Palm Beach looks to strike like Reivers did last year
The saying, “Lightning never strikes the same place twice,” is a myth that would drive any good science nerd crazy.
Crazy as in willing to take a page out of SkyNet’s book and send a terminator back in time to find the clown who came up with that nonsense. Not to kill, mind you, but to give the pea-brain a stern lecture.
And what applies in science applies in baseball. Lightning can strike twice, which Palm Beach State (Fla.) College will look to do tonight when the Panthers play Central Alabama for the Alpine Bank Junior College World Series championship.
It was just one year ago that Iowa Western Community College lost Game 1 of the JUCO World Series, then defied elimination four times to reach the title game, where the Reivers defeated San Jacinto (Texas) College-North 6-5 in the final.
San Jac was the team that beat the Reivers, 5-2, in Game 1 of the 19-game tourney. In between, the Reivers won their first two elimination games, 4-1 and 6-4, then pounded the next two opponents, 14-1 and 10-0.
Similarly the Panthers lost the tourney’s first game, 6-4 to Central Alabama, but they avenged that loss Thursday night with a 13-4 victory over the Trojans. In between, they won their first elimination game 7-1, then needed 10 innings to win each of the next two.
But Palm Beach coach Kyle Forbes said he did not utter Word One to the Panthers about what Iowa Western did a year ago. Instead, he asked that they be of a singular focus.
“Because these teams are so good, we’re like, ‘We’re going to go one pitch at a time, and when we can cross that hurdle ...,” Forbes said. “Like I told them on the bus (Thursday), ‘We are not talking about being in the final game, because we have not crossed this hurdle.’ “
Thus, Palm Beach will not look past tonight’s opponent, as Forbes said, before knowing which team won Friday night, “It’s a tremendous challenge for us. We know how good both teams are, whichever one we face. And just like this whole year, nothing’s going to come easy.”
But he can look into the recent past and explain why the Panthers are in Grand Junction on the biggest Saturday night of the season, saying it’s surprising, yet no surprise, for this team during its first-ever trip to the JUCO World Series.
“If you had told me back in March when we had lost four conference games in a row that we were in the championship game, I think surprised would be an understatement,” Forbes said. “But since our conference tournament and the state tournament, we’ve been on a nice run where the team is playing hard, the pitching and defense is solid, and we’re swinging the bats well.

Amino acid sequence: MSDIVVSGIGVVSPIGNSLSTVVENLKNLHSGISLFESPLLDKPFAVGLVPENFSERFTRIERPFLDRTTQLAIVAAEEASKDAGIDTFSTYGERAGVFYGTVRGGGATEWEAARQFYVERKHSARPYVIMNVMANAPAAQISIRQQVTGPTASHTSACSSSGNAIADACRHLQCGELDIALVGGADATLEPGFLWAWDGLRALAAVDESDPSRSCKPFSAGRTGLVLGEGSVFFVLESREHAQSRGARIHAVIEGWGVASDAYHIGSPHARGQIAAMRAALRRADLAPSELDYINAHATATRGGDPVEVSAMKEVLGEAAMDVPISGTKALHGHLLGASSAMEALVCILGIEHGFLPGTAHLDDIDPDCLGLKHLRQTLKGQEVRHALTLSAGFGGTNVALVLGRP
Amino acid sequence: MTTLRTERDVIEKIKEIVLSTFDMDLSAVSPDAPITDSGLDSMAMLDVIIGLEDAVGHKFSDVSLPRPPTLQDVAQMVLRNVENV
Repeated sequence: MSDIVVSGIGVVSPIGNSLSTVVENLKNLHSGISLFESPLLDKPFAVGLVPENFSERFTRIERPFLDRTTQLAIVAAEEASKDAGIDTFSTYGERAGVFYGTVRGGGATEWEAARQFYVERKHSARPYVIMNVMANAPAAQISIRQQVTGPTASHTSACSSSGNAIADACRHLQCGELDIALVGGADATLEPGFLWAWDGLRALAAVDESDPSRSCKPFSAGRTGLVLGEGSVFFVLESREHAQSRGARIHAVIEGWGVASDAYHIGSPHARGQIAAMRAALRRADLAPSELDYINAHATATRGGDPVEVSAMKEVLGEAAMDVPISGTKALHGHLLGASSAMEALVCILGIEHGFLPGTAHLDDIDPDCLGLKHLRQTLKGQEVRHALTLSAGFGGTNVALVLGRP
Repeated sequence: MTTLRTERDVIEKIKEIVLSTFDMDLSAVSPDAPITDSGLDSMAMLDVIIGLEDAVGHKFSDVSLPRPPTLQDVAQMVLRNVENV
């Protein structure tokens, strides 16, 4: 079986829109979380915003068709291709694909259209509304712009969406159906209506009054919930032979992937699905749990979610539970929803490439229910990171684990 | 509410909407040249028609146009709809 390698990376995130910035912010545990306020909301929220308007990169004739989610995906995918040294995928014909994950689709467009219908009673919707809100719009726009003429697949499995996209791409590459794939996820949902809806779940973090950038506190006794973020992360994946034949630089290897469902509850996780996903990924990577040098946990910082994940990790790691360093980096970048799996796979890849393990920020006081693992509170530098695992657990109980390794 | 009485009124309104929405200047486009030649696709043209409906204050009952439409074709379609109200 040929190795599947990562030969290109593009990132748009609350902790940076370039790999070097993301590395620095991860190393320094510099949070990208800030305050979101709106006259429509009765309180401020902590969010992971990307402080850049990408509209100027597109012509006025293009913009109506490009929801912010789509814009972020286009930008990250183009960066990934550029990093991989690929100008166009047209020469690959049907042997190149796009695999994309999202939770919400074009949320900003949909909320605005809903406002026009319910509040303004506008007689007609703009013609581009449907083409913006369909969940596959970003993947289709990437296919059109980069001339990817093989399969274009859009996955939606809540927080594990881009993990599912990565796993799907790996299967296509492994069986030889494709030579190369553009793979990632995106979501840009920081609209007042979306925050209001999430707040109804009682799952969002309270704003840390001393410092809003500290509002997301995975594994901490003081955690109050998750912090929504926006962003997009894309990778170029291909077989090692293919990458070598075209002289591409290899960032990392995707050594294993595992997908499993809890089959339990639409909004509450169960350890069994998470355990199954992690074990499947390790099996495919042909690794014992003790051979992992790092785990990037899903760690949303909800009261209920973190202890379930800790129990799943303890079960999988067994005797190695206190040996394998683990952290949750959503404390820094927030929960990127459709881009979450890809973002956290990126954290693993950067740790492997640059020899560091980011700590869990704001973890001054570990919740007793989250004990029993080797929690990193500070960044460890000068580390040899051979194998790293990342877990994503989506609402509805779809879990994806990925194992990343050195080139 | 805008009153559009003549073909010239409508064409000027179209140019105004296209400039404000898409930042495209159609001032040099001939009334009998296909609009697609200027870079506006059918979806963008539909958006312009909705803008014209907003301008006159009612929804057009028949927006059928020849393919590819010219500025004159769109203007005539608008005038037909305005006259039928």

“So, back then I would have been shocked. The past three weeks, we’re excited about how we’re playing.”
Add to the pitching, fielding and hitting a whole lot of heart because, Forbes said, his players have an abundance of it.
“I think when you get to this level here, obviously all of the teams are extremely talented, but this team has shown a lot of heart, and they just have a lot of fight in them,” he said.
If Forbes asked for an, “Amen,” he’d get 24 players to scream it.
Panthers third baseman Dan Hudzina said, “Losing that first game just about killed us,” but he added, “Whatever adversity we faced, we fought back.”
Shortstop Marcus Mooney flashed a sense of humor about Palm Beach taking the longest, hardest road to the title game.
“You know, it was a really weird strategy for us to lose our first game, but we’re all about keeping the fans involved and almost having heart attacks,” Mooney said.
Pitching ace J.D. Underwood, who lost the first Central Alabama game and then won the rematch, said reaching the title game is “definitely deserved. We played our butts off all week, man, and going down in the first game was tough, but we knew we weren’t done yet.”
No one needed to tell Panthers center fielder Mike Stemle the Iowa Western story. He was on the Gordon (Ga.) College team that was the last unbeaten team in the field a year ago until the Reivers routed them.
But he shelved his memory in favor of Forbes’ direction, especially after the Game 1 loss.
“You get back on the bus and you’re like, ‘What do we do now?’ ” Stemle said. “We’ve got a great coach, and he just comes back and says, ‘You guys gotta fight now. You guys are in the losers bracket, you gotta fight. ... And we’ve been fighting, and look at us now, we’re in the championship. So, we’ve gotta keep fighting.”
Mooney, meanwhile, found out about Iowa Western’s accomplishment a couple of days ago.
“It’s pretty sweet,” he said. “I hope it happens twice in a row.”